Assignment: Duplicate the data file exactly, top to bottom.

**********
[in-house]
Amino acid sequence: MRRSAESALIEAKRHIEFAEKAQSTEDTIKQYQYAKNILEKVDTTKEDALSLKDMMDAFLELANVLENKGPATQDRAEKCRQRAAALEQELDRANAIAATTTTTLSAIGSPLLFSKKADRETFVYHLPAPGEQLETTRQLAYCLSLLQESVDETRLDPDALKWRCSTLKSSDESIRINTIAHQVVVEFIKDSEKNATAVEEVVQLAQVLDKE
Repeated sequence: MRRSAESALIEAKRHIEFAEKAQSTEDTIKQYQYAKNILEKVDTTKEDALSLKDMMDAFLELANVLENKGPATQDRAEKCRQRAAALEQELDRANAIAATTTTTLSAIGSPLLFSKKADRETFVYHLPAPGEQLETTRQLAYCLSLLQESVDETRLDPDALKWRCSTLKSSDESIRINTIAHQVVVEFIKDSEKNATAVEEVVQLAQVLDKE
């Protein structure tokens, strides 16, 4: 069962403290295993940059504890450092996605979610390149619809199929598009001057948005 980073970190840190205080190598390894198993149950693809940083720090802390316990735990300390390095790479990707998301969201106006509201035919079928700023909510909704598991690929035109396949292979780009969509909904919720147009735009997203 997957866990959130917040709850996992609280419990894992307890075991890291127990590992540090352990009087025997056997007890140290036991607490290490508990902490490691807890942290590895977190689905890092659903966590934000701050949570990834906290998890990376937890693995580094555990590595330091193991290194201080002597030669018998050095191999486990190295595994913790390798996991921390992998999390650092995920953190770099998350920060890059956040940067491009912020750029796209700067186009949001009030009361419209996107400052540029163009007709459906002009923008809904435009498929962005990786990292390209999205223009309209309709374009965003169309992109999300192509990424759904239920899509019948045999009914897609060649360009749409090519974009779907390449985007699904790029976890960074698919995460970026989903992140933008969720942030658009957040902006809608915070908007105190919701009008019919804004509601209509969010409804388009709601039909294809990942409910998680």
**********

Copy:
[in-house]
Amino acid sequence: MRRSAESALIEAKRHIEFAEKAQSTEDTIKQYQYAKNILEKVDTTKEDALSLKDMMDAFLELANVLENKGPATQDRAEKCRQRAAALEQELDRANAIAATTTTTLSAIGSPLLFSKKADRETFVYHLPAPGEQLETTRQLAYCLSLLQESVDETRLDPDALKWRCSTLKSSDESIRINTIAHQVVVEFIKDSEKNATAVEEVVQLAQVLDKE
Repeated sequence: MRRSAESALIEAKRHIEFAEKAQSTEDTIKQYQYAKNILEKVDTTKEDALSLKDMMDAFLELANVLENKGPATQDRAEKCRQRAAALEQELDRANAIAATTTTTLSAIGSPLLFSKKADRETFVYHLPAPGEQLETTRQLAYCLSLLQESVDETRLDPDALKWRCSTLKSSDESIRINTIAHQVVVEFIKDSEKNATAVEEVVQLAQVLDKE
């Protein structure tokens, strides 16, 4: 069962403290295993940059504890450092996605979610390149619809199929598009001057948005 980073970190840190205080190598390894198993149950693809940083720090802390316990735990300390390095790479990707998301969201106006509201035919079928700023909510909704598991690929035109396949292979780009969509909904919720147009735009997203 997957866990959130917040709850996992609280419990894992307890075991890291127990590992540090352990009087025997056997007890140290036991607490290490508990902490490691807890942290590895977190689905890092659903966590934000701050949570990834906290998890990376937890693995580094555990590595330091193991290194201080002597030669018998050095191999486990190295595994913790390798996991921390992998999390650092995920953190770099998350920060890059956040940067491009912020750029796209700067186009949001009030009361419209996107400052540029163009007709459906002009923008809904435009498929962005990786990292390209999205223009309209309709374009965003169309992109999300192509990424759904239920899509019948045999009914897609060649360009749409090519974009779907390449985007699904790029976890960074698919995460970026989903992140933008969720942030658009957040902006809608915070908007105190919701009008019919804004509601209509969010409804388009709601039909294809990942409910998680």